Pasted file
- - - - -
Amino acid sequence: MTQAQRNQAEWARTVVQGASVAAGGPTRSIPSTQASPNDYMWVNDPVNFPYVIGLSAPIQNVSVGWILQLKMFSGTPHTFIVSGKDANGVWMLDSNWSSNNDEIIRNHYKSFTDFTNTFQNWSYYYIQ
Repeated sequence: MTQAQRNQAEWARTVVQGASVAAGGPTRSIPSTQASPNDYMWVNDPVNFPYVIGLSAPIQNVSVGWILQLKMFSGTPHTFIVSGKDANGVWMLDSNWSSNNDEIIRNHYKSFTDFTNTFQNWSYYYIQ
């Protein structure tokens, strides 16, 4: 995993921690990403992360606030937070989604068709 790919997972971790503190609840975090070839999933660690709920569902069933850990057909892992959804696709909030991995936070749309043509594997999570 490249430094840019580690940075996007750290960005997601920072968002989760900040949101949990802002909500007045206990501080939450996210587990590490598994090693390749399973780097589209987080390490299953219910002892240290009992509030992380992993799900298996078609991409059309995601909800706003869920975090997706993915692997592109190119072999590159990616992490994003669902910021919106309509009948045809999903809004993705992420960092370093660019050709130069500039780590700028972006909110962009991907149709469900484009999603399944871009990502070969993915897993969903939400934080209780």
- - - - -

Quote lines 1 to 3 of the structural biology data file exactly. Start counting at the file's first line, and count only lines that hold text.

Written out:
Amino acid sequence: MTQAQRNQAEWARTVVQGASVAAGGPTRSIPSTQASPNDYMWVNDPVNFPYVIGLSAPIQNVSVGWILQLKMFSGTPHTFIVSGKDANGVWMLDSNWSSNNDEIIRNHYKSFTDFTNTFQNWSYYYIQ
Repeated sequence: MTQAQRNQAEWARTVVQGASVAAGGPTRSIPSTQASPNDYMWVNDPVNFPYVIGLSAPIQNVSVGWILQLKMFSGTPHTFIVSGKDANGVWMLDSNWSSNNDEIIRNHYKSFTDFTNTFQNWSYYYIQ
């Protein structure tokens, strides 16, 4: 995993921690990403992360606030937070989604068709 790919997972971790503190609840975090070839999933660690709920569902069933850990057909892992959804696709909030991995936070749309043509594997999570 490249430094840019580690940075996007750290960005997601920072968002989760900040949101949990802002909500007045206990501080939450996210587990590490598994090693390749399973780097589209987080390490299953219910002892240290009992509030992380992993799900298996078609991409059309995601909800706003869920975090997706993915692997592109190119072999590159990616992490994003669902910021919106309509009948045809999903809004993705992420960092370093660019050709130069500039780590700028972006909110962009991907149709469900484009999603399944871009990502070969993915897993969903939400934080209780």